Anthropologists call them social nodes — the places where a community’s social cement is stirred, where folks get to know each other during the spontaneous expression of life’s routine. Our churches, libraries and town halls serve this purpose, of course, but so do more informal locations like our parks, walkways, forest trails, beaches and general stores. Recently the Gazette documented the usefulness of a number of such stores in promoting sociability among their patrons — Alley’s General Store, Chilmark Store, Katama General Store and Menemsha Market (I would add Tony’s Market in Oak Bluffs). These are more than centers of commerce — they are places where we pause in the course of our days to chat and reaffirm friendliness with our neighbors. Tourists are welcome as well and from at least anecdotal evidence they are drawn by the feeling of authentic warmth that emanates from those Islanders who mingle there. It is this commingling of commerce with general society that makes this Island special — places where you are just as likely to buy something as to make a new friend. The proprietors of such places are very aware of their role in the community and it is one of their motives for being in business. “I think it’s the main gathering place in town for friends to meet and that makes it special in my opinion,” says William Rossi of the Chilmark Store. “I’ve seen many, many friendships form here and develop.”

Everyone is familiar with places like the Chilmark Store, but many social nodes are less well known — hangouts for habitués, they pass under the visual screen of the casual passerby. Such a place in Oak Bluffs is Inkwell Beach. One morning, relatively early, I paused by the beach to take photographs and, by chance, got to talking with a gentleman dressed in a wetsuit. We were soon joined by two women and another man who are, I learned, members of the Oak Bluffs chapter of the Polar Bears. “Come swimming with us,” they suggested. So I did. Here is an informal group with a conscious inclusivity – “anyone can join,” they told me, “you just pay the dues. Five dollars.” The Oak Bluffs bears swim together most every day and, on Mondays, they join at Inkwell to share a potluck breakfast of gargantuan proportions. After our communal swim, we paused in the sun to chat. Soon others joined — nonbears — bike riders, strollers, runners. Here is a perfect example of the Island’s informal society — and of a social node.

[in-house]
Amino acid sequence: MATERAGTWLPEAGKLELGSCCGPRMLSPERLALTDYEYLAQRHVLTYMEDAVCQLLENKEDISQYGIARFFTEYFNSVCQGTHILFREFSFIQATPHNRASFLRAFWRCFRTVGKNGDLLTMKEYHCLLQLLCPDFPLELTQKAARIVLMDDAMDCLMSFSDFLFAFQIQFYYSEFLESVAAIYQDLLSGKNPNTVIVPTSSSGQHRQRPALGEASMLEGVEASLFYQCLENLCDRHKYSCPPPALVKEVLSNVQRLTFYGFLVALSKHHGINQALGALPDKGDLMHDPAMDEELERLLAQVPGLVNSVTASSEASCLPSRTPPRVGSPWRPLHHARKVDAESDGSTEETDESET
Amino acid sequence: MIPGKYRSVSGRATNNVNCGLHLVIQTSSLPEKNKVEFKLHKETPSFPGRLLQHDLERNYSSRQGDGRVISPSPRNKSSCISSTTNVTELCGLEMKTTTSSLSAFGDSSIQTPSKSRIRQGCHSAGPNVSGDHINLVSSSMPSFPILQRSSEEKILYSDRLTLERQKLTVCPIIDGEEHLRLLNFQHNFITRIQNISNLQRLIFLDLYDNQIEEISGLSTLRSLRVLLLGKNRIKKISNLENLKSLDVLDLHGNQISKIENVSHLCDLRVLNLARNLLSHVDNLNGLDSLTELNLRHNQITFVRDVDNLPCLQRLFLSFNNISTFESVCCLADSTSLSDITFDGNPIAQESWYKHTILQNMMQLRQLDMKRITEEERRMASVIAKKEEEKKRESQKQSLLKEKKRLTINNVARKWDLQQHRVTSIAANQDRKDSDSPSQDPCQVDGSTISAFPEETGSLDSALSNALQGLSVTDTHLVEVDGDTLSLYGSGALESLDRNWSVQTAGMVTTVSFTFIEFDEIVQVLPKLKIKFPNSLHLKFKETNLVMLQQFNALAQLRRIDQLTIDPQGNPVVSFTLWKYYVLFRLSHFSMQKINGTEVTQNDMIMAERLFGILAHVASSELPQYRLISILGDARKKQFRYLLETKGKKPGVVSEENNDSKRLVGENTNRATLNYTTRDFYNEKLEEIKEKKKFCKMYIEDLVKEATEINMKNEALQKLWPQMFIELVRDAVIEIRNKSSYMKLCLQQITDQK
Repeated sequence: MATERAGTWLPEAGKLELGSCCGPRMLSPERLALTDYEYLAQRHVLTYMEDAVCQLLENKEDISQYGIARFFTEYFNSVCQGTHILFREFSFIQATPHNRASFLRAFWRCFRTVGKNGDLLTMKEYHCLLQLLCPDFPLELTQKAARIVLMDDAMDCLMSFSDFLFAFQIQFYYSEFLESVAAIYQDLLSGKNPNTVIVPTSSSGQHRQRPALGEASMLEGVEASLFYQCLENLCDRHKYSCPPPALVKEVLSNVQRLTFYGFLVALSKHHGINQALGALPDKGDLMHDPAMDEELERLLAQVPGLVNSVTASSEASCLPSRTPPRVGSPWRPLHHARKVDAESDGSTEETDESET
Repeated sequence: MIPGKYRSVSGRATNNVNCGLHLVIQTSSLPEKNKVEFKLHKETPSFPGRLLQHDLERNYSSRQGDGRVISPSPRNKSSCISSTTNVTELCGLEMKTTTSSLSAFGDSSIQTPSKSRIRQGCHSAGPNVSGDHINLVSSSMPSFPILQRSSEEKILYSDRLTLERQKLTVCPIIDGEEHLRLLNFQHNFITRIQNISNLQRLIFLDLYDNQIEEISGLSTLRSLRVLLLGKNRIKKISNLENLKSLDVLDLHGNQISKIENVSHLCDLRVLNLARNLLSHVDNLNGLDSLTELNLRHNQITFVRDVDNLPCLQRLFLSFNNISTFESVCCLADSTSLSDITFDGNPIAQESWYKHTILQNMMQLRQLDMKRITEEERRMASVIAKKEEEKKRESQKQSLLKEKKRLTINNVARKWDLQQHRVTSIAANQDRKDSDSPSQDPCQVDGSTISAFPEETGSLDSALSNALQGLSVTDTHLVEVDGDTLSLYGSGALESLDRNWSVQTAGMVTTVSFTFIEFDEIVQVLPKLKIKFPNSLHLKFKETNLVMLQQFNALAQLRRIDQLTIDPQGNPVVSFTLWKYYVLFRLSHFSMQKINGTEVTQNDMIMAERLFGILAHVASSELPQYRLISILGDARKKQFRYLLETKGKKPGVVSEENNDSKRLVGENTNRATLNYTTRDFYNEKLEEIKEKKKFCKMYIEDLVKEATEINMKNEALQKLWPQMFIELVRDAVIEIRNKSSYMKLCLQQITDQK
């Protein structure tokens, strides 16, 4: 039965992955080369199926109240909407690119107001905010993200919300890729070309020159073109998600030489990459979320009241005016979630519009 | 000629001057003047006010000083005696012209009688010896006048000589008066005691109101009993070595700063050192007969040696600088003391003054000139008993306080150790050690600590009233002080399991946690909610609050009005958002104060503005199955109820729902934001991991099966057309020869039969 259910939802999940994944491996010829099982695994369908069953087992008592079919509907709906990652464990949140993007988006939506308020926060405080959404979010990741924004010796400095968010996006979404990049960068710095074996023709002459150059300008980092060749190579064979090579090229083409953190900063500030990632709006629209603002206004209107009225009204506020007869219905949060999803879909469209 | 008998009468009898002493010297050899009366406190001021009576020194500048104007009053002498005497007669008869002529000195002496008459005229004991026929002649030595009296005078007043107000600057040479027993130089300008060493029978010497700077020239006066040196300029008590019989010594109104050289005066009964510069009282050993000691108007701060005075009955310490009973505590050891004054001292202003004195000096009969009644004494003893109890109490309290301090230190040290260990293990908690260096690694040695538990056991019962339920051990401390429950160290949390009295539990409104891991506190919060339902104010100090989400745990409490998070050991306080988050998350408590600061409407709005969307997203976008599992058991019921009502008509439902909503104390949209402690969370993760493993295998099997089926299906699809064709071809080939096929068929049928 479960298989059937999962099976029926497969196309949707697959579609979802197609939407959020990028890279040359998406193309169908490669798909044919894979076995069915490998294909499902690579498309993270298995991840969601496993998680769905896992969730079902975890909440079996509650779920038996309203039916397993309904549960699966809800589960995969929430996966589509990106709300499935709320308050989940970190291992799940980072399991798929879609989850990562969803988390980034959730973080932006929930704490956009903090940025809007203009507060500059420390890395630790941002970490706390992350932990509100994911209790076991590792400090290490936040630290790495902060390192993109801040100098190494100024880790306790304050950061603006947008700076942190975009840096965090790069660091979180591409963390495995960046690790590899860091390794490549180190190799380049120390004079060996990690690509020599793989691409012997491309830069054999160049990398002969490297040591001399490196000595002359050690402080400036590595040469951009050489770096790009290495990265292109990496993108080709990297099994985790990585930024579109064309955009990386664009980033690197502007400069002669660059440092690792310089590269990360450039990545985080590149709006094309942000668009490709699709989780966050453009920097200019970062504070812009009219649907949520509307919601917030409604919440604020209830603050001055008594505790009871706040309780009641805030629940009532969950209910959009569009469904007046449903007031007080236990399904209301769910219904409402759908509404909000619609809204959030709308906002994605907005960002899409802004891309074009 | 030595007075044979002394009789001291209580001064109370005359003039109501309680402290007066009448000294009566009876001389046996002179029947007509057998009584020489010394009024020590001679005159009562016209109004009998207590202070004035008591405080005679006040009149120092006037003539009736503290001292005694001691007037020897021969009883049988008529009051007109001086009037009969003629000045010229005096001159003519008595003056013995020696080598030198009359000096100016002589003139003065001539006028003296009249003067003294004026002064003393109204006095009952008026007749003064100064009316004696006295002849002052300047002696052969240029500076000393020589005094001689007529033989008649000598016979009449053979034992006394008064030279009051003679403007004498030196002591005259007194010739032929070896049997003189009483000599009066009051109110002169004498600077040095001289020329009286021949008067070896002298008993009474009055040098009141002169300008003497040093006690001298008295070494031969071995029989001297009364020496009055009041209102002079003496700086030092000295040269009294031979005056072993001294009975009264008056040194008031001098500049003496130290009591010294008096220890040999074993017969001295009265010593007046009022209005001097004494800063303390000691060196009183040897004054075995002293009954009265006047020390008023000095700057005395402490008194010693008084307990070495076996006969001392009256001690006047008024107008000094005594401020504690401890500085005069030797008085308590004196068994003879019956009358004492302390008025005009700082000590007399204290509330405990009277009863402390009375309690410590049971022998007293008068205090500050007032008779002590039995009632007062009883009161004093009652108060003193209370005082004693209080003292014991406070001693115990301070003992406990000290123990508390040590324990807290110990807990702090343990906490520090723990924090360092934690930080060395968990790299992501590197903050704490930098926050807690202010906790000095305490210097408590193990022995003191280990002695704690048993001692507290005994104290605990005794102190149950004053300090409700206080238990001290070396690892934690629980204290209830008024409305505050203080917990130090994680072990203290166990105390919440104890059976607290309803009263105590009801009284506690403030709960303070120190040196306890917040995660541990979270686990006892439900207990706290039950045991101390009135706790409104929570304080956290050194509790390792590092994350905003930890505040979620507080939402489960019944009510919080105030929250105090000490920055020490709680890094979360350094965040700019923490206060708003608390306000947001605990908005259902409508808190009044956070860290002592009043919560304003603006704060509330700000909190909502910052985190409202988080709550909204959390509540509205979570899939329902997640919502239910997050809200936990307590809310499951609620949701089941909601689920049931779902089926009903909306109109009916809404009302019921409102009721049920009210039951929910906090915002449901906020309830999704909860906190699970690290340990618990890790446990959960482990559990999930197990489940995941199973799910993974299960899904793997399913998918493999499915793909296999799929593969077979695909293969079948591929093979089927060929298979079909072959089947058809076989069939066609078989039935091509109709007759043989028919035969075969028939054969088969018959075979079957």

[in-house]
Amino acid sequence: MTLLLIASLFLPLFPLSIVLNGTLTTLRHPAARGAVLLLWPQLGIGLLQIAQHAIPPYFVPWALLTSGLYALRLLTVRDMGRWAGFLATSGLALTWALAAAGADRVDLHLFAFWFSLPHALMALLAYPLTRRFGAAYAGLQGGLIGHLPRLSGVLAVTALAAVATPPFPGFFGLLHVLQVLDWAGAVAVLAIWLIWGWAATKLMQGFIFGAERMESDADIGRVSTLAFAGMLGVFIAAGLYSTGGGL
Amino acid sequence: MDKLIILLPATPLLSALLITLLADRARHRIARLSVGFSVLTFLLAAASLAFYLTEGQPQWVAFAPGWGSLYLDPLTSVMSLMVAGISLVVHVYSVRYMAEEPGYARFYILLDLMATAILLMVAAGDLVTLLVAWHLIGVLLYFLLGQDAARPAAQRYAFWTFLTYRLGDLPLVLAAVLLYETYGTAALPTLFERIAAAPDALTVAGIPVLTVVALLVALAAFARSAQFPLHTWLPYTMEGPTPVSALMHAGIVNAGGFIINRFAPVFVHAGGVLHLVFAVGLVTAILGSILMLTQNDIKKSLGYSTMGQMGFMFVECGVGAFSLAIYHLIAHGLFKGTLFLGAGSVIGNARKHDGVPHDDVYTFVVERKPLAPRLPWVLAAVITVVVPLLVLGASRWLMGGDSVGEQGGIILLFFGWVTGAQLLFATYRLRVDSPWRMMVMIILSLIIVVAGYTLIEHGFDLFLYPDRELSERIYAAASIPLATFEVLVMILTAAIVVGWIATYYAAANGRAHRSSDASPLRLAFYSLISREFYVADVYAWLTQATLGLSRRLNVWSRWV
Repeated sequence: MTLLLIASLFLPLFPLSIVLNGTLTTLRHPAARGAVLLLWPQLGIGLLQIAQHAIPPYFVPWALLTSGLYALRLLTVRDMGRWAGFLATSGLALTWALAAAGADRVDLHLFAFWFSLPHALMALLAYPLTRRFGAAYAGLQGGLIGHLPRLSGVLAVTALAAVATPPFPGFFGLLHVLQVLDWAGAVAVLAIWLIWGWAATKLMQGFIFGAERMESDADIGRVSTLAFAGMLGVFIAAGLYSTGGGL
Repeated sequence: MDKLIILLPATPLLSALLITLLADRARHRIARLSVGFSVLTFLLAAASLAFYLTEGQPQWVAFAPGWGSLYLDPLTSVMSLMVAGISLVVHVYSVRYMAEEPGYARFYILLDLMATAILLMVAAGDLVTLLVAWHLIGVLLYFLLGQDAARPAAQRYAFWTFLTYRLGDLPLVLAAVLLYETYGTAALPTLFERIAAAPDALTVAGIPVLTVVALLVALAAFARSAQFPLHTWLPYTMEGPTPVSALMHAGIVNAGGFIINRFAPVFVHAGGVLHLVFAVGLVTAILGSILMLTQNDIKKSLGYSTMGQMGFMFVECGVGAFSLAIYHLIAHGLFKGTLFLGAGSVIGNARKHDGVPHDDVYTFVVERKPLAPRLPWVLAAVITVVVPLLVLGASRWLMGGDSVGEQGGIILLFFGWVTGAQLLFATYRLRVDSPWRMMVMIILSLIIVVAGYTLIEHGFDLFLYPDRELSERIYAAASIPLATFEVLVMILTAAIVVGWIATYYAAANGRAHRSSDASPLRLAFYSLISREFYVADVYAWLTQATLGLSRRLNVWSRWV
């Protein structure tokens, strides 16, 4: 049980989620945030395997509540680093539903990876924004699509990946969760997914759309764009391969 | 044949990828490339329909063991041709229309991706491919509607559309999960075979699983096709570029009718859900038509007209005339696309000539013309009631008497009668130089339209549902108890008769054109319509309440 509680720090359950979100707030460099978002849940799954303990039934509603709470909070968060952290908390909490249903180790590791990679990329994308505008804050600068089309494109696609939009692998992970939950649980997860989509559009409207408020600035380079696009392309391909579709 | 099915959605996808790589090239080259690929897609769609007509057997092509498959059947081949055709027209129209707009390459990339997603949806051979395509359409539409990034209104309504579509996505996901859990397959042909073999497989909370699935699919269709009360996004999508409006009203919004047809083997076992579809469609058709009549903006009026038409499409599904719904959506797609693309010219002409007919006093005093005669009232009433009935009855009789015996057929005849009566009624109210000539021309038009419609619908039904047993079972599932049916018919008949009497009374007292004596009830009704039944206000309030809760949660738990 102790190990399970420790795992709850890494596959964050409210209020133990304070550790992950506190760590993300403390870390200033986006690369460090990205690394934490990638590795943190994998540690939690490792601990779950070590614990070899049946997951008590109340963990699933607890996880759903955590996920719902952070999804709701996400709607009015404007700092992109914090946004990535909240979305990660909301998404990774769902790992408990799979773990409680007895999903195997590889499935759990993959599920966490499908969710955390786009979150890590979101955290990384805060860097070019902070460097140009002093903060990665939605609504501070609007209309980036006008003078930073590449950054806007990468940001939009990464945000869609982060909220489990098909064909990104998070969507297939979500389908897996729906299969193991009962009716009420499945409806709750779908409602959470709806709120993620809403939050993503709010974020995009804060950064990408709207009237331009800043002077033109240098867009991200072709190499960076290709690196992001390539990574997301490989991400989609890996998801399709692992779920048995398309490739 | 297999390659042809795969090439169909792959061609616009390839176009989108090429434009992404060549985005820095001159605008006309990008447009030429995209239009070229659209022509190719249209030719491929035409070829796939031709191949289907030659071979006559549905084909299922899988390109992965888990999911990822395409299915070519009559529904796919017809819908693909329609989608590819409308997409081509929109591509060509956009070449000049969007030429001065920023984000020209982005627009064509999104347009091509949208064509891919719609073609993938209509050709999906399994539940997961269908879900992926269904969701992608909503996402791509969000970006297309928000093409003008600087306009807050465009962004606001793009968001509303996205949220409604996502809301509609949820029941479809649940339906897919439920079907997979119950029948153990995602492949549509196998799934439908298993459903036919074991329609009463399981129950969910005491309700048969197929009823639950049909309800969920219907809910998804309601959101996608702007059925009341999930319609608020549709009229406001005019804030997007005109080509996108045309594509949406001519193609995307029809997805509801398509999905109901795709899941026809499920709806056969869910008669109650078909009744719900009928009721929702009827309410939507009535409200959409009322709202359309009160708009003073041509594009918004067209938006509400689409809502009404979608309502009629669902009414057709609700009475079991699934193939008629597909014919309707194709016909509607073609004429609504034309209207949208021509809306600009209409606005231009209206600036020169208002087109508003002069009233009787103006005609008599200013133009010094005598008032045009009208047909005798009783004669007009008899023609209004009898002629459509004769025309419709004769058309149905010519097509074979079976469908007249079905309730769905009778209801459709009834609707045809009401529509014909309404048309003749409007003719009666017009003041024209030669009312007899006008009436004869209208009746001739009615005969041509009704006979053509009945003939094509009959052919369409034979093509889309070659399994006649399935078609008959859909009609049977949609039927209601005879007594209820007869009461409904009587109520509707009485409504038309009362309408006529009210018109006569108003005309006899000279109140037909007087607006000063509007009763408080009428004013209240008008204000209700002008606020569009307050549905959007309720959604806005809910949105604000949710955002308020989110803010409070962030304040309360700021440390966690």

Some nodes like the one at Inkwell are constant, others are sporadic. The shipyard, for example, is a place of industrial activity little noticed as we drive by except for the occasional pause as we wait for a boat tomove across the road. Yet here too, on occasion, we find a tight knot of folks joined in sociability — the recent fete for the launching of Rick and Chrissie Haslet’s ketch Destiny comes to mind. The event drew hundreds of people and was accompanied by champagne, food, speeches and music. Everyone was welcome. And the next day Destiny lay alongside the pier for inspection by anyone curious enough to find their way down to the harbor, stimulating much visiting and hurrahing by the maritime crowd. Gannon and Benjamin shipyard is another such place.

On any Vineyard day the Island’s social nodes are so tremendously varied as to stimulate consternation. A dozen or so galleries may be opening simultaneously. During the summer, strollers in Oak Bluffs throng the roadway between Pik-Nik Studio, Dragonfly and the galleries of Lucinda Sheldon and Allison Shaw. Similar passagiattas are held in Vineyard Haven and Edgartown. Up-Island crowds jostle at the Artisans Fair, the flea or the farmers’ market. Books are read, poetry recited, plays put on, movies shown, lectures given. Both Island papers devote many pages to such events.

Social scientists like to measure things — how else to make a science of what is inherently gossamer? They might attempt to define a place as sociable or not, for example, by the number of informal, nonexclusive meeting places that are charged with social potential. By such a measure as this we Vineyarders are a lucky lot indeed.

Sam Low lives in Oak Bluffs and contributes frequently to the Gazette.